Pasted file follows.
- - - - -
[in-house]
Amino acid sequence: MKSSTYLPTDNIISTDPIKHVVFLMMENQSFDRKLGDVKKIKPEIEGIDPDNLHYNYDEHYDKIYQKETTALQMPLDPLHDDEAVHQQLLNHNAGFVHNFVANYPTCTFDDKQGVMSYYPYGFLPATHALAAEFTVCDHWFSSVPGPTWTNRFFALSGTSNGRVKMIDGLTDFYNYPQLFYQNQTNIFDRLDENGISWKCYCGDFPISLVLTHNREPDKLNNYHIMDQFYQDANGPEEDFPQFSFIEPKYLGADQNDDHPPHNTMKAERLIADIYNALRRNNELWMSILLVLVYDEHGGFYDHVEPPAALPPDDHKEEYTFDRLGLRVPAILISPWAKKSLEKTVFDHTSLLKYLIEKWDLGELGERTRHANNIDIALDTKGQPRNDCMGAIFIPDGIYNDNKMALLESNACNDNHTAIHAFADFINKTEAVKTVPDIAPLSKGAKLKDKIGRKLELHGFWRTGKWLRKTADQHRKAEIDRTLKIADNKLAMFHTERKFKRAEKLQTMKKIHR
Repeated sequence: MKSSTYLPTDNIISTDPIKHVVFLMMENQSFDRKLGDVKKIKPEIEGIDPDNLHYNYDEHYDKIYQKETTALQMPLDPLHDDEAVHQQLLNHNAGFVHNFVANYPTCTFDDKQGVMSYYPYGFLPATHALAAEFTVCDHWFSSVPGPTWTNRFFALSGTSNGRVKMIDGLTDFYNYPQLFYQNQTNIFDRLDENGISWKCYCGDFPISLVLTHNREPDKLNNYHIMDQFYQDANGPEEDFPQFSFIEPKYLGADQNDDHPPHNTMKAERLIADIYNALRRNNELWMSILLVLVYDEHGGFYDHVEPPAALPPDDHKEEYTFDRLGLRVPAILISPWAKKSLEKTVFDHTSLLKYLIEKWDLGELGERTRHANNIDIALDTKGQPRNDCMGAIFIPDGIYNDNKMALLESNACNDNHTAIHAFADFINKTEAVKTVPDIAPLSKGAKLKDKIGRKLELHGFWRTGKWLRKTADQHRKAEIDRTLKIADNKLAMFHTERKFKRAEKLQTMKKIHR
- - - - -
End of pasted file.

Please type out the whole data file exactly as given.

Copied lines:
[in-house]
Amino acid sequence: MKSSTYLPTDNIISTDPIKHVVFLMMENQSFDRKLGDVKKIKPEIEGIDPDNLHYNYDEHYDKIYQKETTALQMPLDPLHDDEAVHQQLLNHNAGFVHNFVANYPTCTFDDKQGVMSYYPYGFLPATHALAAEFTVCDHWFSSVPGPTWTNRFFALSGTSNGRVKMIDGLTDFYNYPQLFYQNQTNIFDRLDENGISWKCYCGDFPISLVLTHNREPDKLNNYHIMDQFYQDANGPEEDFPQFSFIEPKYLGADQNDDHPPHNTMKAERLIADIYNALRRNNELWMSILLVLVYDEHGGFYDHVEPPAALPPDDHKEEYTFDRLGLRVPAILISPWAKKSLEKTVFDHTSLLKYLIEKWDLGELGERTRHANNIDIALDTKGQPRNDCMGAIFIPDGIYNDNKMALLESNACNDNHTAIHAFADFINKTEAVKTVPDIAPLSKGAKLKDKIGRKLELHGFWRTGKWLRKTADQHRKAEIDRTLKIADNKLAMFHTERKFKRAEKLQTMKKIHR
Repeated sequence: MKSSTYLPTDNIISTDPIKHVVFLMMENQSFDRKLGDVKKIKPEIEGIDPDNLHYNYDEHYDKIYQKETTALQMPLDPLHDDEAVHQQLLNHNAGFVHNFVANYPTCTFDDKQGVMSYYPYGFLPATHALAAEFTVCDHWFSSVPGPTWTNRFFALSGTSNGRVKMIDGLTDFYNYPQLFYQNQTNIFDRLDENGISWKCYCGDFPISLVLTHNREPDKLNNYHIMDQFYQDANGPEEDFPQFSFIEPKYLGADQNDDHPPHNTMKAERLIADIYNALRRNNELWMSILLVLVYDEHGGFYDHVEPPAALPPDDHKEEYTFDRLGLRVPAILISPWAKKSLEKTVFDHTSLLKYLIEKWDLGELGERTRHANNIDIALDTKGQPRNDCMGAIFIPDGIYNDNKMALLESNACNDNHTAIHAFADFINKTEAVKTVPDIAPLSKGAKLKDKIGRKLELHGFWRTGKWLRKTADQHRKAEIDRTLKIADNKLAMFHTERKFKRAEKLQTMKKIHR